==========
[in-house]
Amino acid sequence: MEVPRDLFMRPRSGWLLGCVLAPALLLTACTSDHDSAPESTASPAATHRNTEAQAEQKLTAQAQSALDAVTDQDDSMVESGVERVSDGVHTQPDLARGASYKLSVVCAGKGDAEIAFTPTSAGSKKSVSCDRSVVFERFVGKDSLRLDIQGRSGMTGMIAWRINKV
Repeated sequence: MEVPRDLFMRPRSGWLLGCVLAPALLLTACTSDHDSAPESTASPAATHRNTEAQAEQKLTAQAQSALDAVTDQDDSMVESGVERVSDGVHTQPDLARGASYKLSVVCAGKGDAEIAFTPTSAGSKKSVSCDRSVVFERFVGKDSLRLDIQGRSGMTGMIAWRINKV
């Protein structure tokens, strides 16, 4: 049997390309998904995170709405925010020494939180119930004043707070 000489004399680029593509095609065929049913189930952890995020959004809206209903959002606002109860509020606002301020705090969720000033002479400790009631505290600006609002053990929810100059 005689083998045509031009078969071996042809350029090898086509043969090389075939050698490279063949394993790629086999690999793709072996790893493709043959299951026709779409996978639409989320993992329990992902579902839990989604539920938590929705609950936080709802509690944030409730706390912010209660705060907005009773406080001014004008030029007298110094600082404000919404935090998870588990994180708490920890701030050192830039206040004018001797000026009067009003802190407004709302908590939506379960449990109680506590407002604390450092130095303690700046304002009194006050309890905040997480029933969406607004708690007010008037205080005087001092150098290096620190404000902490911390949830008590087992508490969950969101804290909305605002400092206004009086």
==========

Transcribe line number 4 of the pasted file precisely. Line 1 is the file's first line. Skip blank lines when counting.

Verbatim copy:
């Protein structure tokens, strides 16, 4: 049997390309998904995170709405925010020494939180119930004043707070 000489004399680029593509095609065929049913189930952890995020959004809206209903959002606002109860509020606002301020705090969720000033002479400790009631505290600006609002053990929810100059 005689083998045509031009078969071996042809350029090898086509043969090389075939050698490279063949394993790629086999690999793709072996790893493709043959299951026709779409996978639409989320993992329990992902579902839990989604539920938590929705609950936080709802509690944030409730706390912010209660705060907005009773406080001014004008030029007298110094600082404000919404935090998870588990994180708490920890701030050192830039206040004018001797000026009067009003802190407004709302908590939506379960449990109680506590407002604390450092130095303690700046304002009194006050309890905040997480029933969406607004708690007010008037205080005087001092150098290096620190404000902490911390949830008590087992508490969950969101804290909305605002400092206004009086």